gpg.exe --recipient qwerty  -o "%s%s.%d.qwerty" --encrypt "%s%s"

This command will encrypt the file using the imported public key and then save it as a new file under the same name, but now with the .qwerty extension appended to it. For example, test.jpg would be encrypted and saved as test.jpg.qwerty.

Encrypted Qwerty Files
Encrypted Qwerty Files

When encrypting files, it will encrypt any file that does not contain the following strings:

Recycle
temp
Temp
TEMP
windows
Windows
WINDOWS
Program Files
PROGRAM FILES
ProgramData
gnupg
.qwerty
README_DECRYPT.txt
.exe
.dll

After it encrypts a file it will run the shred.exe file on the original file in order to overwrite it.

shred -f -u -n 1 "%s%s"

It should be noted that it only overwrites files once, so they may be recoverable with file recovery software. The use of only one wipe is a tradeoff between speed and securely deleting the file.

In each folder that a file is encrypted, it will create a ransom note named README_DECRYPT.txt which contains instructions to contact cryz1@protonmail.com to receive payment instructions.

Qwerty Ransom Note
Qwerty Ransom Note

Unfortunately, this ransomware is secure and there is no way to decrypt files for free as only the attacker has possession of the private decryption key. Due to the components used to encrypt the computer, the process is very slow, so it may be possible to spot the ransomware in action and shutdown the computer before it encrypts too many files.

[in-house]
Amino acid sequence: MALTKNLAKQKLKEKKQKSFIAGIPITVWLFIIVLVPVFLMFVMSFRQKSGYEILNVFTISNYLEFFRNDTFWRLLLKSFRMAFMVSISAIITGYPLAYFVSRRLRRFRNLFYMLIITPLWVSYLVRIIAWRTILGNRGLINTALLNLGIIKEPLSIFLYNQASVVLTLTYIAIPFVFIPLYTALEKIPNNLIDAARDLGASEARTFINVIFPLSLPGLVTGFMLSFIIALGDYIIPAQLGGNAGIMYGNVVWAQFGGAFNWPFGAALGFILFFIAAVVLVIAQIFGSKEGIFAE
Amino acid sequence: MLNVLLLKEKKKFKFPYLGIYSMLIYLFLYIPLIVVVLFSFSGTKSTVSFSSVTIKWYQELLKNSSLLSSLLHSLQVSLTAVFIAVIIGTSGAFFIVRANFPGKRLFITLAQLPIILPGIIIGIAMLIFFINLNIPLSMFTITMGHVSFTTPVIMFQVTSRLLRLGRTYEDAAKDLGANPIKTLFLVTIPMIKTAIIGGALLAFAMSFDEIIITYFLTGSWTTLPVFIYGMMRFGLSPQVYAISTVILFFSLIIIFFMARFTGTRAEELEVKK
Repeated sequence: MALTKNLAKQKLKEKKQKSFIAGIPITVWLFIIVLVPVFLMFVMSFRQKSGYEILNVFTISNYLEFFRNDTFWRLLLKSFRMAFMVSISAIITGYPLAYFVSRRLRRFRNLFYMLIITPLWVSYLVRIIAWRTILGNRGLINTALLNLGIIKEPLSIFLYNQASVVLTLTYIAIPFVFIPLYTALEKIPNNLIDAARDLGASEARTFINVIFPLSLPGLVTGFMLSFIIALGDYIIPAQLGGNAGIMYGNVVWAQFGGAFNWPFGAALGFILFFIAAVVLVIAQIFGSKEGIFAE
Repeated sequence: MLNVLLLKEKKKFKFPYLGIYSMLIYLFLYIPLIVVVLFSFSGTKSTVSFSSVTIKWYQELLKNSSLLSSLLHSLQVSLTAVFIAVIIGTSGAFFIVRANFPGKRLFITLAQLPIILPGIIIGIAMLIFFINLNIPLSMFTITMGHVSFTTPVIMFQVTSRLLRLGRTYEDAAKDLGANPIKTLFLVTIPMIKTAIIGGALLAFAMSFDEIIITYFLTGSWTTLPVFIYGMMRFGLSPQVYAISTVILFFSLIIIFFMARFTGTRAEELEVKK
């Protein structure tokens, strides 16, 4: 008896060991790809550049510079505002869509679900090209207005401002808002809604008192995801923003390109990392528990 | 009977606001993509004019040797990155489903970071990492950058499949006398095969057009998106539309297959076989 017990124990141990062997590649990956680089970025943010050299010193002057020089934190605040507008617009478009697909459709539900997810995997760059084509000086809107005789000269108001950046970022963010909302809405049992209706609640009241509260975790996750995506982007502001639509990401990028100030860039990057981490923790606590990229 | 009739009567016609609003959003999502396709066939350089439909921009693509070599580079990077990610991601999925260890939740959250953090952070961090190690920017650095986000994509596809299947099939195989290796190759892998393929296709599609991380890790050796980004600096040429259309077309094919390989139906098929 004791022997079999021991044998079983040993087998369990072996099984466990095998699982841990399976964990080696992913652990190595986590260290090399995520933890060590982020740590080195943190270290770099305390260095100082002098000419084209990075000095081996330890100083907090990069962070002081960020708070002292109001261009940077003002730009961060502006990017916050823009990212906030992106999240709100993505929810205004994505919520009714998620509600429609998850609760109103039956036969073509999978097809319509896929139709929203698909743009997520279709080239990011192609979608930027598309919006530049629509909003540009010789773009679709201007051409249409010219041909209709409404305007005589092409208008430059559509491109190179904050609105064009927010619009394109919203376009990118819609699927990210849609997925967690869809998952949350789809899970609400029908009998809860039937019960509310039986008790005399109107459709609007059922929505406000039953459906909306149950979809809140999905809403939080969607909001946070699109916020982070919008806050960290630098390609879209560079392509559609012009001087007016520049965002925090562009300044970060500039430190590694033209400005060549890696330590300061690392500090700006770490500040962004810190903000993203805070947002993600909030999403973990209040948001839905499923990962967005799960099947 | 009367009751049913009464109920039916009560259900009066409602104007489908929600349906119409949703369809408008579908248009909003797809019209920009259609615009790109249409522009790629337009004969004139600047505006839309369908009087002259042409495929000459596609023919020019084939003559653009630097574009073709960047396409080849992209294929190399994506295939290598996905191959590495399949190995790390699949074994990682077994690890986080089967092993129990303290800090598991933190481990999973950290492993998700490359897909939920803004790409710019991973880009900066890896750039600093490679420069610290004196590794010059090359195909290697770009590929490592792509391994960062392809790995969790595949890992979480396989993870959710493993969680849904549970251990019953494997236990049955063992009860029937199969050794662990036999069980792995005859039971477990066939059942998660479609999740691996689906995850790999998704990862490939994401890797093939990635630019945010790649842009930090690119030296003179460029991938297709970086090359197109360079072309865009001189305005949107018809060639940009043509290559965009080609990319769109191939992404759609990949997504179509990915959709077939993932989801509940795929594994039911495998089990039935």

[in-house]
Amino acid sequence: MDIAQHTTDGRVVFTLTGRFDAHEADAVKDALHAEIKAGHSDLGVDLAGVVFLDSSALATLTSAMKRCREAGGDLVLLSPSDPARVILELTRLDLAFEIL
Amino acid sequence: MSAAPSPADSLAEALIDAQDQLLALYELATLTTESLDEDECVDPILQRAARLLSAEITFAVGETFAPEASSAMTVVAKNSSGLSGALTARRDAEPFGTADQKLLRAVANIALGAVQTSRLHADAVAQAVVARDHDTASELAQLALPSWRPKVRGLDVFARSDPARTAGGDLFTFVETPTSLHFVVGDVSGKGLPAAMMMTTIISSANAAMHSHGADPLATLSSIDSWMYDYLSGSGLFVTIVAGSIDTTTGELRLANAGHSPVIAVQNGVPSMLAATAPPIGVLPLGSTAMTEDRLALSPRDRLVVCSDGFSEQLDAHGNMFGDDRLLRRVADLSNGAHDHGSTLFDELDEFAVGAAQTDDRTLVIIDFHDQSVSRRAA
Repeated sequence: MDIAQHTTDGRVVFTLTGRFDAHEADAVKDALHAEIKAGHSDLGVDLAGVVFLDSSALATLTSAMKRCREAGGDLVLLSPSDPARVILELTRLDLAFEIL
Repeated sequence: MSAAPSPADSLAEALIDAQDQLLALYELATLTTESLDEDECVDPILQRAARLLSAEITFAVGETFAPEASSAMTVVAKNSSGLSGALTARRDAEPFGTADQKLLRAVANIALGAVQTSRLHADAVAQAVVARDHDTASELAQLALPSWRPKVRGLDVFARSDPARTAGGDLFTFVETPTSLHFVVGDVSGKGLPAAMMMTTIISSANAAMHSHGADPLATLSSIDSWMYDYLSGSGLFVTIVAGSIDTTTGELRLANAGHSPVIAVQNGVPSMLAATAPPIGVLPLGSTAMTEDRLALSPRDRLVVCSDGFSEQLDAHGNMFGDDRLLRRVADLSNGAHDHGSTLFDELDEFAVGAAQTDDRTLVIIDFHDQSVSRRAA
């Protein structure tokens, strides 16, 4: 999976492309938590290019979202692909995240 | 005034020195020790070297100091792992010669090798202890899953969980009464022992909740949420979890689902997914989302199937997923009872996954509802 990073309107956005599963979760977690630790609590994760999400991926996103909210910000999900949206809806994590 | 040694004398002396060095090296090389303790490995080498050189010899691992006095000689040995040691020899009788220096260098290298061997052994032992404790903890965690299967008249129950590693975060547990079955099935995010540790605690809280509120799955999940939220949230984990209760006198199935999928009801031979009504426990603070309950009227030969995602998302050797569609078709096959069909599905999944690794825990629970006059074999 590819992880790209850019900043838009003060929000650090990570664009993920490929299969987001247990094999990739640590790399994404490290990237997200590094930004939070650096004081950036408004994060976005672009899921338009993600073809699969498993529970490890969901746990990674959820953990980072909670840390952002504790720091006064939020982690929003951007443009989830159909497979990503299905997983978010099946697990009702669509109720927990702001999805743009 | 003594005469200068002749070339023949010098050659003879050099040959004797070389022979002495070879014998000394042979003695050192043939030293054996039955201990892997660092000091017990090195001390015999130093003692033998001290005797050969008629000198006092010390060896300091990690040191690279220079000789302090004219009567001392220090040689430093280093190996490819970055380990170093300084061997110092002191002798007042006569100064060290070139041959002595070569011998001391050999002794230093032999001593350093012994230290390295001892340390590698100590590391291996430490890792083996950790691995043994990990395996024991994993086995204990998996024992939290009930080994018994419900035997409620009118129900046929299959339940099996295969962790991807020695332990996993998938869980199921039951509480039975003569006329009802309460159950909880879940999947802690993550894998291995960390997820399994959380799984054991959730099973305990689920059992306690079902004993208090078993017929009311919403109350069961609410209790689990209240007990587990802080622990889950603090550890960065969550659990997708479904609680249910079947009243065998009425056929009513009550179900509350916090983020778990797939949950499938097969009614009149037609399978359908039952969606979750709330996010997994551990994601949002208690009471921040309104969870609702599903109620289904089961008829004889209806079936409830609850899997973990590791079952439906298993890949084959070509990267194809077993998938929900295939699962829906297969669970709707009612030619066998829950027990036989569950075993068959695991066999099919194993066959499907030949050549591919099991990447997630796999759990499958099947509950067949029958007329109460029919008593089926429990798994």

How to protect yourself from the Qwerty Ransomware

In order to protect yourself from ransomware in general, it is important that you use good computing habits and security software. First and foremost, you should always have a reliable and tested backup of your data that can be restored in the case of an emergency, such as a ransomware attack.

As Qwerty appears to be installed via hacked Remote Desktop services, it is very important to make sure its locked down correctly. This includes making sure that no computers running remote desktop services are connected directly to the Internet. Instead place computers running remote desktop behind VPNs so that they are only accessible to those who have VPN accounts on your network.

It is also important to setup proper account lockout policies so that it makes it difficult for accounts to be brute forced over Remote Desktop Services.

You should also have security software that incorporates behavioral detections to combat ransomware and not just signature detections or heuristics.  For example, Emsisoft Anti-Malware and Malwarebytes Anti-Malware both contain behavioral detection that can prevent many, if not most, ransomware infections from encrypting a computer.